The memories crowd in, one tripping over the next.  The joy of Summer fairs, paper flowers bedecking the bandstand.  Our first drive into the Algarve countryside, enthralled by the greenery and the rolling hills.  Balmy evenings by the riverside.  Azulejos, of course!  The pride in showing visitors all of our wonderful discoveries.  That never ending blue sky and sea.  Sunsets on the roof.

Fourteen years later, many things have changed, but our love for Tavira remains undiminished.  Neighbours have come and gone.  Our favourite cafe, Anazu, is now just a memory.  The garden we started so optimistically has fallen victim to the weather.  It’s time to move out there and give it the nurturing it deserves.  I hope I’ve given you a sense of the place, and what draws me back.  Many thanks to Cathy and her legion of ideas on how to enhance the travel experience.  Please pay her a visit.

Jo’s Monday walk : Hunting camelias in Monchique

I had always thought of Monchique as rather a drab little town, despite the approach to it through beautiful countryside.  An astounding number of storks spectated from their nests along the roadside, and frolicked in the fields and orange groves.  Leaving them behind, the road climbs into the hills known as the Serra de Monchique, with their highest point 902 metres, at Foia.  Further down the slopes, I had been lured to the market town of Monchique with the promise of a Camelia Fair.

But where?  Arriving in the town around midday, all was quiet.  The Tourist Information Office was closed, and a large billboard advertised the advent of the Sausage Festival, next weekend.  Expectations lowered, but still with a glimmer of hope, for it was a day to enjoy.

Who would have anticipated the large open air pool?  What a place that must be to splash about in the Summer!  Steps led upwards, an open invitation, with the tip of a bell tower just visible, spurring me on.  Built in 16th century, the Igreja Matriz, or Mother Church, is dedicated to Nossa Senhora da Conceição, Our Lady of Conception.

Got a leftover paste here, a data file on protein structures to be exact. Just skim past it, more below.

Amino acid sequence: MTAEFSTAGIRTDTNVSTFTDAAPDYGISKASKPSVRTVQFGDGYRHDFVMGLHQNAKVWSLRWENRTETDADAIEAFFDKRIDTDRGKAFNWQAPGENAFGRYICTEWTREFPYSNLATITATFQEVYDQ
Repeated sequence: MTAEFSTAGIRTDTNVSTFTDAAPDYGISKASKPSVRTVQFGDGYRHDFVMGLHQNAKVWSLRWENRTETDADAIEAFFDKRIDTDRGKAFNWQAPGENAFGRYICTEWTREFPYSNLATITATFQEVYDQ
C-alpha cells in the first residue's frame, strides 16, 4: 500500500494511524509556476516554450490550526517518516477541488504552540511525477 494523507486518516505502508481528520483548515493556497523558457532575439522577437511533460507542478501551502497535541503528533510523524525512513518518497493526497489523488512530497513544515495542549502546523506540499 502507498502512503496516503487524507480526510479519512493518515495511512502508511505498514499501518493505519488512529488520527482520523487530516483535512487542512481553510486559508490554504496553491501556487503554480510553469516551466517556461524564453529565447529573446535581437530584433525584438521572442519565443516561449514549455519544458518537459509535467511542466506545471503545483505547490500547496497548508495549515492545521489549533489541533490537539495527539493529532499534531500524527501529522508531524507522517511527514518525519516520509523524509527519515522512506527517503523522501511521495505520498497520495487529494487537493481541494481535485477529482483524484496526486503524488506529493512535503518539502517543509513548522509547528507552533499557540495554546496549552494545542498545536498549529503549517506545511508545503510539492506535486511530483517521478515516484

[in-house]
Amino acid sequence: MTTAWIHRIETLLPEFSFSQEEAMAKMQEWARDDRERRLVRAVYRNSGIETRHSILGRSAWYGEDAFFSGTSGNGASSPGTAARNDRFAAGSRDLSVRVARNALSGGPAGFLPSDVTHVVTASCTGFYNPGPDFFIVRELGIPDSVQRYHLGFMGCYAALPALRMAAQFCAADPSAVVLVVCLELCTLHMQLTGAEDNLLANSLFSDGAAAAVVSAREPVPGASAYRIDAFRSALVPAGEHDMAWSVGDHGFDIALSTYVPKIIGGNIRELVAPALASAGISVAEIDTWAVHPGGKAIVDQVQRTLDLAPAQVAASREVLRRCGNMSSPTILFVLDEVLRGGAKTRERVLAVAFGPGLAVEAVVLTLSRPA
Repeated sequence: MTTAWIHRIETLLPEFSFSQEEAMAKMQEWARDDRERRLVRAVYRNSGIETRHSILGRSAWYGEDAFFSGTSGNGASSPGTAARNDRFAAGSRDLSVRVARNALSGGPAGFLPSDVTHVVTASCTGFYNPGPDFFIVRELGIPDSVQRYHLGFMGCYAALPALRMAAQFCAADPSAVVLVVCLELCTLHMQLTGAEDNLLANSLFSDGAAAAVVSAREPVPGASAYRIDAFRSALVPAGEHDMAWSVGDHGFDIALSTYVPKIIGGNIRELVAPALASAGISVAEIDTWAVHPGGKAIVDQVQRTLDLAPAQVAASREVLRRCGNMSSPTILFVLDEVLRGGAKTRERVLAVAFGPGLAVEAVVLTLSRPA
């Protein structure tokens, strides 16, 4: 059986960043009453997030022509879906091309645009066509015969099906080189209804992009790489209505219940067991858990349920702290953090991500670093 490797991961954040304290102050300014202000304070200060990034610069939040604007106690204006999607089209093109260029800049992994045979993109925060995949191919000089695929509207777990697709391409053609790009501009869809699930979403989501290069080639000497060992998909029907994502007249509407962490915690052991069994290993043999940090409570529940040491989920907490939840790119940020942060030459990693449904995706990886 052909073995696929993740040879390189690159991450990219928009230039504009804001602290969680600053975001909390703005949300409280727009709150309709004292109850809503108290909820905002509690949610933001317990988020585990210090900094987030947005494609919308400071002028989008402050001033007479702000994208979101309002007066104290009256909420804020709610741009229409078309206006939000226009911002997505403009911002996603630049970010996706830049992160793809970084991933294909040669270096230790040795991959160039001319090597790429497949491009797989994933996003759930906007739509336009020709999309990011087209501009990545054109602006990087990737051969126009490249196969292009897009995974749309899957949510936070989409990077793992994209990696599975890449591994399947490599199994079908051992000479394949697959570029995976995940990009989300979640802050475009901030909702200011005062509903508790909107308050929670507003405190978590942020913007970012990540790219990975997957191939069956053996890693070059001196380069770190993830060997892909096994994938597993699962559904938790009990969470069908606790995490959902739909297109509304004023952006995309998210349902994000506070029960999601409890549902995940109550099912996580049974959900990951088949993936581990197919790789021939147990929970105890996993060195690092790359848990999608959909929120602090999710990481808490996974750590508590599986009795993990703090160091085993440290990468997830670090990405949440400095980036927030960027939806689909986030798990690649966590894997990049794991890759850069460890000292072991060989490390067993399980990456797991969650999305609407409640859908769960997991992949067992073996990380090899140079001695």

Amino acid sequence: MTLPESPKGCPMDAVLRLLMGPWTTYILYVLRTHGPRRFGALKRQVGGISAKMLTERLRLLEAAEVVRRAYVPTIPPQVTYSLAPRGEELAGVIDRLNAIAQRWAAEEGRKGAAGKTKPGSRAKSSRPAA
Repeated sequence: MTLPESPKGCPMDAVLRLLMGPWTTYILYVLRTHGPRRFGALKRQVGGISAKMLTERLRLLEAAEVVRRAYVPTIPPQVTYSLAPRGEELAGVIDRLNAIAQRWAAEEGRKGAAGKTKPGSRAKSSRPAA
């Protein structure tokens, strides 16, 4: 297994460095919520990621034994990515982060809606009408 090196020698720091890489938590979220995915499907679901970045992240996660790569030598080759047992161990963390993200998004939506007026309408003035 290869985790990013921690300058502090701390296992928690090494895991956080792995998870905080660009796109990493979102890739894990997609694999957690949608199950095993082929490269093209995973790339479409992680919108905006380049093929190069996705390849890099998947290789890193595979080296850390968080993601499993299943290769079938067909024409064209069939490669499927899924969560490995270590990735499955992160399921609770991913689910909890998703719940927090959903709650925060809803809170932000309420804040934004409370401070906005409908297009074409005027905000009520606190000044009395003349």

The doorways are in the Manueline style, depicting images from the sea and from nature.  I step into the hushed interior, where strong pillars support the wooden ceiling.  Soft blue and gold adorns walls and alcoves.  I linger to admire the Capela do Santissimo (Chapel of the Most Holy Sacrament), the azulejos reaching high into the dome. (a lovely ‘square’ for Becky)

No sign yet of camelias but there are other distractions.  A shop offers homemade chocolates, cork products and Happy Donkey walks.  All three appeal.  The direction is definitely upwards, a discreet sign pointing to O Convento.  Escadhinas da Boa Vista promise fine views.

Around about here I get my first hint of camelias, growing nonchalantly in a tub.  And then a second pair, nodding in a ruffle of breeze.

By now I have the bit between my teeth and am in hot pursuit, but there’s that convent to explore.  Upwards I go, dangling washing lines and delectably old houses doing their best to delay me.  Already I’m high above the Igreja Matriz.  A forlorn icon looks down on me, sadly.

Little prepares me for what I will find at the top of the hill.  A small homestead adjoins the most ramshackle ruined convent you ever set foot in.  I’m beckoned forward with an eager nod from the homesteader and, very gingerly, I step up and into the ruin.  My eyes adjust to the gloom and I stare into the central courtyard.  A chicken run occupies one corner, and the small creatures scurry about, pecking busily.

The old lad waves me onward and I gaze in wonder.  Never have I stood inside a more tortured shell of a building, and yet, its spirit shines forth.